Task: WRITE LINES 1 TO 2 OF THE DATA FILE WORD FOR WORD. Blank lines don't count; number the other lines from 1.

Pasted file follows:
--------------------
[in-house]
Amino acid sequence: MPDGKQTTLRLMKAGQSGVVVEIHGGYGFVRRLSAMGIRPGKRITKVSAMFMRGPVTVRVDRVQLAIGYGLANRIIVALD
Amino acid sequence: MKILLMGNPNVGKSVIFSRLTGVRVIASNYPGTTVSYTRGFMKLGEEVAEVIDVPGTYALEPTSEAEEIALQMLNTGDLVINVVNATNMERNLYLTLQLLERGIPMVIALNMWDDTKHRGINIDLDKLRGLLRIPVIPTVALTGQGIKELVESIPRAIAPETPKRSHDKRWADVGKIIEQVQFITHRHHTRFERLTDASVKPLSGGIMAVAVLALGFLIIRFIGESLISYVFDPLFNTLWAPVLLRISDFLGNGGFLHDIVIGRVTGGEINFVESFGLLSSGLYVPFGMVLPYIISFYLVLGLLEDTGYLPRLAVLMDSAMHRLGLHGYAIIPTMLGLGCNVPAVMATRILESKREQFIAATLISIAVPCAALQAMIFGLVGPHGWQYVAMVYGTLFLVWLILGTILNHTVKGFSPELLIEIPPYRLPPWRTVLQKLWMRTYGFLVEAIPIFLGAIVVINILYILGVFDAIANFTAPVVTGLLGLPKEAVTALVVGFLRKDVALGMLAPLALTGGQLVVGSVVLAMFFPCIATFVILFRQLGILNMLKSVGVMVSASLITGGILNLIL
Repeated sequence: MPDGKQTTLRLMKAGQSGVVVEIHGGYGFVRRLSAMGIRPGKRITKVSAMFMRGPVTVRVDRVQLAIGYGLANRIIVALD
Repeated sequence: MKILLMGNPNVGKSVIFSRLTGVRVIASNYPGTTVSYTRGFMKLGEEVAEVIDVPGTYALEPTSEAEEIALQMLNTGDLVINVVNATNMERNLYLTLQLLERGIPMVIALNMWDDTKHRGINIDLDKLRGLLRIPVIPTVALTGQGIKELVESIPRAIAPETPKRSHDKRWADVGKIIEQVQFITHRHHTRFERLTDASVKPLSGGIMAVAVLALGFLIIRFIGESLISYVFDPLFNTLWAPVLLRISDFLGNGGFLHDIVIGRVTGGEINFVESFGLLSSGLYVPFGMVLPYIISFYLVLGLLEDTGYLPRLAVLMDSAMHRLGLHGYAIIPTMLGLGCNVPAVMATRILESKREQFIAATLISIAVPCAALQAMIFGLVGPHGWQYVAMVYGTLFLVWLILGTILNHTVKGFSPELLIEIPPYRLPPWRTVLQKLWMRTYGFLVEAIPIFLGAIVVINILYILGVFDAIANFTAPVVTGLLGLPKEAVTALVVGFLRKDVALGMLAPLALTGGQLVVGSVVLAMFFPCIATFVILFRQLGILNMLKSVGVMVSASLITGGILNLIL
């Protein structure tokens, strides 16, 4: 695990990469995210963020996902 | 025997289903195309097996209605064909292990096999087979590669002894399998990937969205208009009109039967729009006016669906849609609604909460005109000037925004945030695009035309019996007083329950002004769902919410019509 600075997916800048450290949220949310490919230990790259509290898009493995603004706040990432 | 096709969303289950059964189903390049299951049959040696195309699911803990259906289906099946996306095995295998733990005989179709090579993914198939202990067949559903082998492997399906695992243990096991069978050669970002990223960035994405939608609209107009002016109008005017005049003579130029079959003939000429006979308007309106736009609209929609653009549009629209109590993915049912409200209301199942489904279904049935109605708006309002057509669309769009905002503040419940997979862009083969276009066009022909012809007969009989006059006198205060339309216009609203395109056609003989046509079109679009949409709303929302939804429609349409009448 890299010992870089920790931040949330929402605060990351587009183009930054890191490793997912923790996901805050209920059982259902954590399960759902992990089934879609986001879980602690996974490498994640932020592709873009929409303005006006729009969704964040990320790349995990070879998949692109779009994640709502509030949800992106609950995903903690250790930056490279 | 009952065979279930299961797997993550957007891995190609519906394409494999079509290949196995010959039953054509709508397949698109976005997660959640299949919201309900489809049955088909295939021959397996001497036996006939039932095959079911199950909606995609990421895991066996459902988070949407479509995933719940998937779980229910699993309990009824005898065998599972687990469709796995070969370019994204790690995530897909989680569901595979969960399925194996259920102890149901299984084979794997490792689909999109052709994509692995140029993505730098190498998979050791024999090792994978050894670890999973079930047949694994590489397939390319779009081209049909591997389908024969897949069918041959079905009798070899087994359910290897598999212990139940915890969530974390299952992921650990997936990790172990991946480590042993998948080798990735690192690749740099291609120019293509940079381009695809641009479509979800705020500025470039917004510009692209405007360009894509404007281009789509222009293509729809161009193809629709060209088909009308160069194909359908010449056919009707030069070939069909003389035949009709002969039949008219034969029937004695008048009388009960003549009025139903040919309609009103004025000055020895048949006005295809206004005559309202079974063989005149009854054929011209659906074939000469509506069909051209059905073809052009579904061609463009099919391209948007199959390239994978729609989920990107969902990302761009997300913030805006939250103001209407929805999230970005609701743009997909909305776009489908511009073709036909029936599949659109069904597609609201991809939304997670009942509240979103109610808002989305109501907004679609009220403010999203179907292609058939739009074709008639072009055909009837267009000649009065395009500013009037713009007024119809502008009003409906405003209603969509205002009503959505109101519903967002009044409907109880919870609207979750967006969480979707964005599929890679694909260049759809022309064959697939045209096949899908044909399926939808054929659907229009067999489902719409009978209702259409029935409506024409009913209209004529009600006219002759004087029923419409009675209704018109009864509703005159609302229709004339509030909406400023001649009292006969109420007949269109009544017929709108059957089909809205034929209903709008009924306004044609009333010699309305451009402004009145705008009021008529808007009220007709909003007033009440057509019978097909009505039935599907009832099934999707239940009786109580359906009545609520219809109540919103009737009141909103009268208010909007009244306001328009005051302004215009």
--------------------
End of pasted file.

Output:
[in-house]
Amino acid sequence: MPDGKQTTLRLMKAGQSGVVVEIHGGYGFVRRLSAMGIRPGKRITKVSAMFMRGPVTVRVDRVQLAIGYGLANRIIVALD